January 18, 2021

Côte d’Ivoire: For coffee and cocoa

Nicola Liebert

Statelessness in Côte d’Ivoire is the result of immigration by large numbers of workers during and since the colonial era. The country’s citizenship law is restrictive and arbitrarily enforced, but the government has said it will resolve the problem of statelessness by 2024.

The largest group of stateless people in Côte d’Ivoire consists of migrant workers who came to the country either voluntarily or by force, along with their descendants. During the colonial period, the Ivorian economy was dominated by plantations, and from the 1930s onwards, chiefly coffee and cocoa farms. The workforce needed to run the plantations was recruited both locally and elsewhere in the French colonial empire in West Africa, especially in what was to become Burkina Faso.

In 1960, when the country gained independence, the United Nations Refugee Agency, UNHCR, estimated that around 13 percent of the Ivorian population were immigrants born outside Côte d’Ivoire. These people became stateless overnight. Migrations from neighbouring countries continued until the end of the 1990s. Today, the migrants’ children and grandchildren who were born in Côte d’Ivoire make up the biggest group of stateless people.

In the 2014 census, 24 percent of the population stated that they did not hold Ivorian citizenship, even though 59 percent of them were born in the country. The census survey did not ask whether they held the citizenship of another country.

While Côte d’Ivoire supplies 40 percent of the
world’s cocoa beans, the country makes
only 5 to 7 percent of global profits from them

According to the citizenship law of 1961, children must have at least one parent with Ivorian nationality to be automatically eligible for citizenship. For foreigners who were resident in the country at the time of independence from France, the law provided for a one-year-long programme to facilitate naturalization. Prior to 1972, children of parents with immigrant roots could obtain Ivorian nationality “by declaration” if their parents were born in Côte d’Ivoire. But just 36 applicants obtained Ivorian citizenship by submitting such a declaration, and not a single foreigner took advantage of this opportunity.

Nevertheless, immigrants and their descendants long enjoyed almost the same rights as Ivorian citizens. This was due to the liberal policies of President Félix Houphouët-Boigny, who ruled from independence until his death in He believed that foreign workers would benefit the Ivorian economy, especially in producing labour-intensive agricultural products for export. But a decline in the prices of raw commodities and rising economic problems and xenophobia aggravated the situation of stateless people. In 1998, a law made Ivorian citizenship a prerequisite for acquiring land. And without identity documents, it is not possible to take entrance exams for secondary schools.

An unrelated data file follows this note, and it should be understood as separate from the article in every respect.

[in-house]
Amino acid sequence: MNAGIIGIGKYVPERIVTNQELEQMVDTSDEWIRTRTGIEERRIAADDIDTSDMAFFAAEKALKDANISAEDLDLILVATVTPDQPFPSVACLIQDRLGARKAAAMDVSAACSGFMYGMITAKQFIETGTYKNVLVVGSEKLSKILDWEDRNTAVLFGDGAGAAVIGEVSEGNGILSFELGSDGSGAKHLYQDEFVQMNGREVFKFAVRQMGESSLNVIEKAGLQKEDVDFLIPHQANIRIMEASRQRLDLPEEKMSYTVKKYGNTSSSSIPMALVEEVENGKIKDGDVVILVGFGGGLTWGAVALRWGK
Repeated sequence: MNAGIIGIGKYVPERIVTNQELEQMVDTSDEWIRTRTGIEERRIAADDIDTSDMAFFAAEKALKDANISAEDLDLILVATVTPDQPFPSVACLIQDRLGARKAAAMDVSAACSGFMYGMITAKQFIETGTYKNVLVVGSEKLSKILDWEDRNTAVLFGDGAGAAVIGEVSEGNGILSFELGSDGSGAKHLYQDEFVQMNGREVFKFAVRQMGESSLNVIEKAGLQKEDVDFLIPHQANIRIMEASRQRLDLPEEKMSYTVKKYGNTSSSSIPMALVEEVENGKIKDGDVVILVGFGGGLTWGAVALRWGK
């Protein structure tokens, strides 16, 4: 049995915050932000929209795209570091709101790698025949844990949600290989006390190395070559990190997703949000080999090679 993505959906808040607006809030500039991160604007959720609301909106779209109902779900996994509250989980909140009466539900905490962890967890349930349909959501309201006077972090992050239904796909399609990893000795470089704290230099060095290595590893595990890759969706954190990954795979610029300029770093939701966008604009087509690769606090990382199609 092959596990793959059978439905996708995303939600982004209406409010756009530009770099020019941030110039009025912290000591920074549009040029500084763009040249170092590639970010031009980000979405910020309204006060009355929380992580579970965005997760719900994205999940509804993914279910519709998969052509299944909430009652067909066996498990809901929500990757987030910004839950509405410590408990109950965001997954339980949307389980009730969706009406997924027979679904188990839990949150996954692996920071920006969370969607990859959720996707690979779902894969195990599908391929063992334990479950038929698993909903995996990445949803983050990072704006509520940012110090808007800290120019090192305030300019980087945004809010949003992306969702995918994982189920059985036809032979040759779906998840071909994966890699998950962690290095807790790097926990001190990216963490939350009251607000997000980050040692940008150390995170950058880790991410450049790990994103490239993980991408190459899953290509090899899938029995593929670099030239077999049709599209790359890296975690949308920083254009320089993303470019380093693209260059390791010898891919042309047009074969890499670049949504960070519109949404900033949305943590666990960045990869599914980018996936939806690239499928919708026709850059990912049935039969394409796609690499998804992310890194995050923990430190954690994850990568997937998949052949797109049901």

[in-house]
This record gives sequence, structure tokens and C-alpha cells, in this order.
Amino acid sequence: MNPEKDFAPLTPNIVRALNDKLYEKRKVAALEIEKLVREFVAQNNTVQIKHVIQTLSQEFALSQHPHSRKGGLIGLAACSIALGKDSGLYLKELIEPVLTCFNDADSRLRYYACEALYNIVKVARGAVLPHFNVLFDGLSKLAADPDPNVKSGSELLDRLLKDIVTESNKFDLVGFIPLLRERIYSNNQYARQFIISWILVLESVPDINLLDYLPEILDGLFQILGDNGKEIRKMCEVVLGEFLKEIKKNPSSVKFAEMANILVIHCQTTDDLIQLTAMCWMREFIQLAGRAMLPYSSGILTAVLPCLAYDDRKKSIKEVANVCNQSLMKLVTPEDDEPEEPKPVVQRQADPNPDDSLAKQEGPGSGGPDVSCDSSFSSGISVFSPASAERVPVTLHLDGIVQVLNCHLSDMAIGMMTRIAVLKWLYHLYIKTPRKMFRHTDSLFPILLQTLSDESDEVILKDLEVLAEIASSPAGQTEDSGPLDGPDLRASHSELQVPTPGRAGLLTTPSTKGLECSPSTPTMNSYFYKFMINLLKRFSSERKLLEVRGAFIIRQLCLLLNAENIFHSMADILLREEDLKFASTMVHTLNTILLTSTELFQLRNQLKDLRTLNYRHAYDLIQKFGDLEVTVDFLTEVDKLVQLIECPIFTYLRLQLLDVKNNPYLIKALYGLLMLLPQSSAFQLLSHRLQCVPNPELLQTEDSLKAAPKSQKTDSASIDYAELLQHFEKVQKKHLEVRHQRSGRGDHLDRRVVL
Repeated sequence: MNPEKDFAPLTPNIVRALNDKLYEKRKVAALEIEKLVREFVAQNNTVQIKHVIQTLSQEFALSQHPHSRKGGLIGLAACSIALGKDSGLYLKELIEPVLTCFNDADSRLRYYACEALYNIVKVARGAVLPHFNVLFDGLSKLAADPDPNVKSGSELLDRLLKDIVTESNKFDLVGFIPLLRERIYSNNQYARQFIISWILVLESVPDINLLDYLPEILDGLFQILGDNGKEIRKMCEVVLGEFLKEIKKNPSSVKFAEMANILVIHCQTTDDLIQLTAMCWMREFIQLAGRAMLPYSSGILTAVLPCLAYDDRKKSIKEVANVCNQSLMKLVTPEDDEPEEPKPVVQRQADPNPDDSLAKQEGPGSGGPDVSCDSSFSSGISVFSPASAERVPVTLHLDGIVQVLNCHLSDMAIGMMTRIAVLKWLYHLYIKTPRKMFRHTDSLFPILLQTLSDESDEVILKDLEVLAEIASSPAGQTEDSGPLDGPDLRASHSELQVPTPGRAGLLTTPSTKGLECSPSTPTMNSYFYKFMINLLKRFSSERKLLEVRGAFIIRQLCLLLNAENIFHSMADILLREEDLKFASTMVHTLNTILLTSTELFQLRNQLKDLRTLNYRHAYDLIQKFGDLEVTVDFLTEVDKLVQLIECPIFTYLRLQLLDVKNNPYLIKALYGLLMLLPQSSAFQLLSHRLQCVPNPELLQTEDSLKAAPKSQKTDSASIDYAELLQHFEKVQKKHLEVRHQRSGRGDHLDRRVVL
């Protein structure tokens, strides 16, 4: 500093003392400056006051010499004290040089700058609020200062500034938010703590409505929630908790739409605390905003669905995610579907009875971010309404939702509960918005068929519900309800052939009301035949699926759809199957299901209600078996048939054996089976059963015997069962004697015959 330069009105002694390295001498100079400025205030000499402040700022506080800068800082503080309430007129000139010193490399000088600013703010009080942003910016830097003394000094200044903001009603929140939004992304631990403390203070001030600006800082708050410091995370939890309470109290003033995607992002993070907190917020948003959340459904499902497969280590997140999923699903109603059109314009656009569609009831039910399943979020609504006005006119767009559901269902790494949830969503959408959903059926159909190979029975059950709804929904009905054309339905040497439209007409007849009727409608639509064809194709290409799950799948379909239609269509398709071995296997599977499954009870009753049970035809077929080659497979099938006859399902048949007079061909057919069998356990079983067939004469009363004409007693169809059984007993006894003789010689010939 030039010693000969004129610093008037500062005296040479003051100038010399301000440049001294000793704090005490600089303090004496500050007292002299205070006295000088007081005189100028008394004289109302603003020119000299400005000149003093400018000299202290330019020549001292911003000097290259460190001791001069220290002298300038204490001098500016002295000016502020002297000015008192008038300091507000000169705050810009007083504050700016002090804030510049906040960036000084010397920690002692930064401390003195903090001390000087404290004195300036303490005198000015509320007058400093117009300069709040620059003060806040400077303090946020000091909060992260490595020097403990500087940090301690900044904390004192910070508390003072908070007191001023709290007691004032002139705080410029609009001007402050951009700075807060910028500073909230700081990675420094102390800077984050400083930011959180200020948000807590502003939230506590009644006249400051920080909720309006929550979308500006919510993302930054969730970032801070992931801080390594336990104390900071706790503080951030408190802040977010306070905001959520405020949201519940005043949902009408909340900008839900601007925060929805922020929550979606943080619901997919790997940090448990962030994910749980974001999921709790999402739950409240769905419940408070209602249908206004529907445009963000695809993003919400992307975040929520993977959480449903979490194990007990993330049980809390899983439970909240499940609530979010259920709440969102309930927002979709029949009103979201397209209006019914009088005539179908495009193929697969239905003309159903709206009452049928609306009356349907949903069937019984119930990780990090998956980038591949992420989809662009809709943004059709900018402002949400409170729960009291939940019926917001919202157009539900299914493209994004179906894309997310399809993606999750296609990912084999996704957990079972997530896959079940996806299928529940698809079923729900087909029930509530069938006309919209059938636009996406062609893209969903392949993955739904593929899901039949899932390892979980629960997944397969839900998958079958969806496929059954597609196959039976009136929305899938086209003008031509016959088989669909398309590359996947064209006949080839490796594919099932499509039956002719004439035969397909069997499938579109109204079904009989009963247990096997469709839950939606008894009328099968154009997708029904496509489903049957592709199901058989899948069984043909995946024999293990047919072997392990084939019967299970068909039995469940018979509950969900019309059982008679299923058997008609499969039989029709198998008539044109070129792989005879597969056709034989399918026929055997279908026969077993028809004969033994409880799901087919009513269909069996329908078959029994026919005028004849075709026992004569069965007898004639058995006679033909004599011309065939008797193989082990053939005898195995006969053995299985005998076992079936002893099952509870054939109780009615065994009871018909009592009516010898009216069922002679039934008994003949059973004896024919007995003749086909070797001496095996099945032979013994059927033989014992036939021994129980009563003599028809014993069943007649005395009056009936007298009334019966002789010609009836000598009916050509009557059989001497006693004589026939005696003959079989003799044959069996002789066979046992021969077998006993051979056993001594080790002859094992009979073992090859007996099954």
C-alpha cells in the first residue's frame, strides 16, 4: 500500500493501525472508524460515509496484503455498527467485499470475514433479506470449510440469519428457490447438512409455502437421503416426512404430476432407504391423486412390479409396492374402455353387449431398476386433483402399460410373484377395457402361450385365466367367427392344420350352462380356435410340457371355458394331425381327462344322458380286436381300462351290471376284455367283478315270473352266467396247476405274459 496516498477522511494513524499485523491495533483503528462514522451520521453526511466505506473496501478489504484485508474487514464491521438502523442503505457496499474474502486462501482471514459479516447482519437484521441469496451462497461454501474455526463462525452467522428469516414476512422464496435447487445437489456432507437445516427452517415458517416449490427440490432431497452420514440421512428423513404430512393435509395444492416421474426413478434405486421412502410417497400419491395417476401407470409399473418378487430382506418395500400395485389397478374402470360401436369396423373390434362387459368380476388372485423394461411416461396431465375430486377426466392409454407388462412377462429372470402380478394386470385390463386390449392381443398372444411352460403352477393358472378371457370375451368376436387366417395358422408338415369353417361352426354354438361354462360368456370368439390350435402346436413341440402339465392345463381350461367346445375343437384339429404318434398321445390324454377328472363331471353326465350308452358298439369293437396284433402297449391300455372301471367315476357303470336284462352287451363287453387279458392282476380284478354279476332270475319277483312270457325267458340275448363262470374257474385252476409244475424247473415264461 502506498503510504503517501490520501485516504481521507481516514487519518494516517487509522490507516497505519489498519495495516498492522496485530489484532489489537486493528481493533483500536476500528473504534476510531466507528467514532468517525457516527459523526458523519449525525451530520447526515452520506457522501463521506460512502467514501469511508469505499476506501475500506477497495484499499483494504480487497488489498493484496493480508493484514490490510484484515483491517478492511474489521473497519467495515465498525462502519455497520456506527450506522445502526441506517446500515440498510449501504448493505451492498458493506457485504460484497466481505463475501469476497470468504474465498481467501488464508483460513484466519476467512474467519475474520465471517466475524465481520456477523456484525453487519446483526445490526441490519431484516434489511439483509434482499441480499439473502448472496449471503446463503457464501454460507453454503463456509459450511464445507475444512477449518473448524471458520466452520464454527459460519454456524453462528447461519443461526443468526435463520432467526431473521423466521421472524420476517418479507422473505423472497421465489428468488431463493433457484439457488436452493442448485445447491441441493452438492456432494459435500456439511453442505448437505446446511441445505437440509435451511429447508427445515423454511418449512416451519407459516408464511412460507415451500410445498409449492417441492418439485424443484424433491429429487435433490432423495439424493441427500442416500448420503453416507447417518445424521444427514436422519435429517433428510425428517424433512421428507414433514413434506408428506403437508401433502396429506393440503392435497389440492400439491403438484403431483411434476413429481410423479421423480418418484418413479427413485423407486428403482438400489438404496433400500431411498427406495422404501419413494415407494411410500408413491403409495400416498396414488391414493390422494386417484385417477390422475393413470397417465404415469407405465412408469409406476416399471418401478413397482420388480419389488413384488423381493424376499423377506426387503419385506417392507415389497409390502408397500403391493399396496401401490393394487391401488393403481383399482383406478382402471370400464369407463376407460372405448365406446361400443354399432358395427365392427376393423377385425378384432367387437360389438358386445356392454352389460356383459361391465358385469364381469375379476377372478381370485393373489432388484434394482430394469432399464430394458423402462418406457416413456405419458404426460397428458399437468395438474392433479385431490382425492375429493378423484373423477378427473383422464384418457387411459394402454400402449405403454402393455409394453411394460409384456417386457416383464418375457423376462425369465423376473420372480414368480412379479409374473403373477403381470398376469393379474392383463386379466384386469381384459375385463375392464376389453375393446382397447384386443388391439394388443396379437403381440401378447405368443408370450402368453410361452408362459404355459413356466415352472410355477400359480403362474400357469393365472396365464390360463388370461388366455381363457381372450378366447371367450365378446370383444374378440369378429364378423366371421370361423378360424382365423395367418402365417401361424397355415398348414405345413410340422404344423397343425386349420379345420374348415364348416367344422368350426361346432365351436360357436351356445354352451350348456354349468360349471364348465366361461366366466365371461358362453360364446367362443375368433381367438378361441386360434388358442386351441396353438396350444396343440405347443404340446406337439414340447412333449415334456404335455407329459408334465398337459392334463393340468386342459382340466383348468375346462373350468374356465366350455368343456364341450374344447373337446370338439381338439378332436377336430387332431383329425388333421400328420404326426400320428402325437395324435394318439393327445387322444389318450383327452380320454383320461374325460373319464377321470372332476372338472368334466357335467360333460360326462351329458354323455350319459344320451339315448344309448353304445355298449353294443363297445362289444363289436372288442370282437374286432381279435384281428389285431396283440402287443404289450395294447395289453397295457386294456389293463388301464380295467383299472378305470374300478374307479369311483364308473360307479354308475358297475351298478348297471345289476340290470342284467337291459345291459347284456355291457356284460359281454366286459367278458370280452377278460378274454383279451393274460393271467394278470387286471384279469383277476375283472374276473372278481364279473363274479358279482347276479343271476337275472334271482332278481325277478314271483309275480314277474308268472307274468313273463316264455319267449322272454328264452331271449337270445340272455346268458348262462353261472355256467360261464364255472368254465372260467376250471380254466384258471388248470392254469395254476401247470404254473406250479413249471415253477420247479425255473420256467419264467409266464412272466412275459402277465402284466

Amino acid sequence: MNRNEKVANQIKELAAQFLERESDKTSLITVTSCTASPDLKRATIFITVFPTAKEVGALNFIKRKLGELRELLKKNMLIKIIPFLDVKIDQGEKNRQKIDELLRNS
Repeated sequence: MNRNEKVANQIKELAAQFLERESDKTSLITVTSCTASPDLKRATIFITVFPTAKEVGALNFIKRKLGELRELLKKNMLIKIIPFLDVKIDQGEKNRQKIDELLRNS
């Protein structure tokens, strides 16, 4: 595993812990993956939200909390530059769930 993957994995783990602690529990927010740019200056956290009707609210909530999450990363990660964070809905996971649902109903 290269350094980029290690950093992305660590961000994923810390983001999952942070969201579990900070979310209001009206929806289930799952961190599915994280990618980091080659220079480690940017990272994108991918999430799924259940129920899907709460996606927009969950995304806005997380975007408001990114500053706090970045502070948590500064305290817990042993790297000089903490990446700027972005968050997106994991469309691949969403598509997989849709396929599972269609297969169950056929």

The registration system in Côte d’Ivoire is poorly developed. Many Ivorians do not register the births of their children, partly because information regarding the registration procedure is scarce, and partly because corrupt officials often charge illegal fees. To obtain Ivorian identity documents, one must present a birth certificate and proof of the nationality of one’s parents. Many people have never possessed such documents, and many others lost them while fleeing the civil war in the early 2000s. Children whose parents died in the war are especially threatened by statelessness. Discrimination also plays a role: a naturalized woman cannot automatically pass on her nationality to her children unless their father has died.

All this means that the number of stateless people in Côte d’Ivoire remains high. It is difficult to determine the exact number, partly due to gaps in the registration system and partly due to the lack of identification of stateless individuals. One does not know, for example, how many people have taken on the citizenship of their ancestors’ country of origin. A further problem is the trafficking of children from neighbouring countries to work in the cocoa plantations – a trade that is almost impossible to detect for official statistics. Such children lack documents, and are at acute risk of becoming stateless.

It is therefore impossible to put an accurate figure to the number of stateless individuals in Côte d’Ivoire. The government speaks of 700,000 people, including 300,000 children whose parents are not known. The United Nations Refugee Agency says that almost one million people are affected. The problem of statelessness can be resolved by facilitating naturalization and reforming the citizenship law. Doing so would enable children born in the country, whose parents were also born there, to gain Ivorian nationality automatically. But it is equally important to improve the identification of stateless individuals and to strengthen the registration system.

Reliable data is vital for policymaking,
but official statistics in Côte d’Ivoire differ
widely from estimates by outsiders

In the meantime, there are positive developments to report. In 2013, Côte d’Ivoire ratified the 1954 Convention on the Status of Stateless Persons and the 1961 Convention on the Reduction of Statelessness. Later, the government in Abidjan announced a national action plan to resolve the problem of statelessness by 2024. In September 2020, Côte d’Ivoire adopted Africa’s first Statelessness Determination Procedure. Formal recognition of statelessness status will pave the way for people – who until then had no recognized legal existence – to receive identity documents, enroll in school, access health services, seek lawful employment, open a bank account, and buy land.

This contribution is licensed under the following copyright licence: CC-BY 4.0

The article was published in the Atlas of the Stateless in English, French, and German.